Dan Reiland The Pastor's Coach – Developing Church Leaders
  • Confident Leader!

    You’re a good leader, but leadership is challenging and can rattle your confidence. Setbacks, challenges, and problems can cause you to second-guess yourself, doubt, or pull back. Your confidence may be stretched thin, but there is a way to strengthen it.

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    / March 7, 2020 / Comments Off on Confident Leader!

It’s going on twenty months now that we have been leading in a destabilized culture, and therefore leading our churches as they experience and absorb the destabilizing impacts.

Business too, and life in general, though better now, is still an unstable ride.

Any time life and leadership feel destabilized, our instinct is to regain stability as quickly as possible and normalize it. 

Growing up in Southern California, I finally decided to learn to surf and spent every extra minute at the beach when I was 16 years old.

Surfing was short-lived for me, lasting only a little over one summer because it was clear to see I was never going to be very good at it. In the end, after one pretty good ride, I face-planted at high speed in a giant kelp bed, and that was pretty much the end of it.

One thing I learned while surfing is that you cannot control the waves; you can only learn to ride them or fall.

The waves are unpredictable and require a sense of balance and intuition; if you fight them, you’ll either never catch one, or you will fall as soon as you do. 

Leadership has felt that way, now more than ever.

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How do you assess strength in a leader?

  • Character?
  • Stand under pressure?
  • Authority?
  • Discipline?
  • Force of personality?

Have you ever wondered why it’s easier to see weakness in a leader than strength? We can see weakness in a moment, but strength is revealed over time and must be interpreted in light of the circumstance.

Strength in a leader is multidimensional and rarely can be assessed in a moment in time or without some sense of context.

That’s an important thing to know.

Don’t be too hard on yourself when you feel weak in the moment; strength is measured over time and in context.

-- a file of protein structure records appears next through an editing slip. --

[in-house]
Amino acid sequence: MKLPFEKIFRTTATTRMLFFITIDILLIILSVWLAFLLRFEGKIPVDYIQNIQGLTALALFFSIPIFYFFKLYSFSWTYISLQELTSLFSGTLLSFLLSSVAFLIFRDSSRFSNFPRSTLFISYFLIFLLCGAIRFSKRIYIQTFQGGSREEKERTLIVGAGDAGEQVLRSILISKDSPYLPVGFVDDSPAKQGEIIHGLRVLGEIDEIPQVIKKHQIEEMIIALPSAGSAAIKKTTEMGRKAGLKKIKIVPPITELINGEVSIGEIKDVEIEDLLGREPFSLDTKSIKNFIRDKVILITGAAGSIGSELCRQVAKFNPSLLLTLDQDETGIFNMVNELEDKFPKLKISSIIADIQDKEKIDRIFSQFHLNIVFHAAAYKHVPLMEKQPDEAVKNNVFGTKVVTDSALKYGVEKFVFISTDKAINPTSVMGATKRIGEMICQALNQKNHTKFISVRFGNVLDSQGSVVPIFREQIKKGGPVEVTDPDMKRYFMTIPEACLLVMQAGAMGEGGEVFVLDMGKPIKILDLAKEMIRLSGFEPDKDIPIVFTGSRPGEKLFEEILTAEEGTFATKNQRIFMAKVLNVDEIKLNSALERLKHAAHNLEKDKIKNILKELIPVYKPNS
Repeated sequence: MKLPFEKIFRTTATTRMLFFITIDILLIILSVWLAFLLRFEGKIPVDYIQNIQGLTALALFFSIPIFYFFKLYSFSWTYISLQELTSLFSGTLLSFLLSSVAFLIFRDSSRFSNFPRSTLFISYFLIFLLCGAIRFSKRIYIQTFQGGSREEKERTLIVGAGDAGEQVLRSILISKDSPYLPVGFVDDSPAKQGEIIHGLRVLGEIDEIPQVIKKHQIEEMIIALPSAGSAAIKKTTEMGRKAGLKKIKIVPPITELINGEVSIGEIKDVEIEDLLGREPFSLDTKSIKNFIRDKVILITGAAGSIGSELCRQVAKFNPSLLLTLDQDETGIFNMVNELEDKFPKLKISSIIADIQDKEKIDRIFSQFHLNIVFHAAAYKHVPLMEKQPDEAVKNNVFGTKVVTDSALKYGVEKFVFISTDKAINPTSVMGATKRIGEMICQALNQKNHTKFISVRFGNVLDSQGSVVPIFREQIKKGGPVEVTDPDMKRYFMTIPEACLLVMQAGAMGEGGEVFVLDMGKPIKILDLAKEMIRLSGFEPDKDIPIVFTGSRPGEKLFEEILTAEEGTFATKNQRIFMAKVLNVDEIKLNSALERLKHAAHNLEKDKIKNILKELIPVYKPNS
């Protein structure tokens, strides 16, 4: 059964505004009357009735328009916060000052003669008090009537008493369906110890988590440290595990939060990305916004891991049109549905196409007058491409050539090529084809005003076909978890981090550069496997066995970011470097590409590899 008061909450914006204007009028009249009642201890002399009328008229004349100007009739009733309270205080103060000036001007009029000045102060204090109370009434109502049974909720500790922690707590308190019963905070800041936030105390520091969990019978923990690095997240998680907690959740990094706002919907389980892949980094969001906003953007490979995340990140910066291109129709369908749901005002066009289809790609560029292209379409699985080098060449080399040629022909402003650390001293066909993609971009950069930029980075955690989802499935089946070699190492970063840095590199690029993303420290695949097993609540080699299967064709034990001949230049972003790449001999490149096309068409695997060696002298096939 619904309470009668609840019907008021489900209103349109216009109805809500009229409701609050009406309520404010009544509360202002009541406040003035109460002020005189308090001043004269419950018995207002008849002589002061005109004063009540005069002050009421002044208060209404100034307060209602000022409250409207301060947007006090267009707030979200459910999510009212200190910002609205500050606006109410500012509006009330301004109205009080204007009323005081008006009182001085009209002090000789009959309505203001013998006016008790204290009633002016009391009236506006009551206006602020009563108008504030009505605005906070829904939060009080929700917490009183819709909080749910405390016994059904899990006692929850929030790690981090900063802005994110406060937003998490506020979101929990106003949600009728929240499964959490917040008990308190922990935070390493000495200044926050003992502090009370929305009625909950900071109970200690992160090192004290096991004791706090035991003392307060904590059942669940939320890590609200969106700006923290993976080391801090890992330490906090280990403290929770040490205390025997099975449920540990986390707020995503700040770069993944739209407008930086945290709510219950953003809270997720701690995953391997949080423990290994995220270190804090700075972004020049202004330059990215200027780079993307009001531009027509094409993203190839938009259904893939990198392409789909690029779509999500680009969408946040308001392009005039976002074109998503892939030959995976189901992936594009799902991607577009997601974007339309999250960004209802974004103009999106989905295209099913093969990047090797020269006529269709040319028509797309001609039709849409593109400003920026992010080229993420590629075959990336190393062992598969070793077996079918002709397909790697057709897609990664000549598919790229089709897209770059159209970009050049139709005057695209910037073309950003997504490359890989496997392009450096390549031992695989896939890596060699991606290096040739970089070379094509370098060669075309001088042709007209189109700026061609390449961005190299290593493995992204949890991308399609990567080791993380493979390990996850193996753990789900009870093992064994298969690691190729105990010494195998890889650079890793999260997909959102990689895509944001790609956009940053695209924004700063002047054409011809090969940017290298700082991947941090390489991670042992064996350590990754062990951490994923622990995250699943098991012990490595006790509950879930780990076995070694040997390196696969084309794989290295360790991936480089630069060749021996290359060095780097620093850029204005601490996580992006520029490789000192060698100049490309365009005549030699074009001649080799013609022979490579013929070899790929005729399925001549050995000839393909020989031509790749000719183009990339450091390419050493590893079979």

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When you are uncertain if the pain of leadership is worth the outcomes of leadership, you are likely to experience frustration, doubt, and lack of joy.

We all love the promise of leadership. Changed lives, a better future, and the advancement of God’s Kingdom. It’s when the promise of leadership hits the pain of leadership that we can begin to doubt and ask, “Is it really worth it?”

The pain of leadership shows up in several different ways. Here are just a few.

The pain of being misunderstood
Communication is complicated. Social media interprets your words, and they travel at light speed. It’s difficult to recapture truth when perception wins the moment.

The pain of rejection
It’s more challenging to lead today than ever before. If you say the wrong thing (anything can be wrong to somebody), you can be canceled.

The pain of a personal attack
Those you have loved, served and developed for years can take you by complete surprise with a personal attack.

The pain of deep discouragement
Discouragement is highly prevalent among church leaders. It’s perhaps the leading cause of throwing in the towel. Unfortunately, Covid has elevated that reality.

When you read a list like this, it’s a sobering reality.

The first step in navigating leadership pain is to decide if it’s worth it.

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Leading from the middle of the pack is an art form of its own, especially when you need to lead up. It requires maturity, security, trust, and competence.

Whether you are in your first job or have been leading for years, you never arrive when it comes to leading up.

Curiously, leading up is one of the most needed and least discussed skills. Perhaps because it can sound presumptuous, maybe even arrogant or manipulative in nature to “lead your boss.”

Leading up, however, is not the same as leading your boss.

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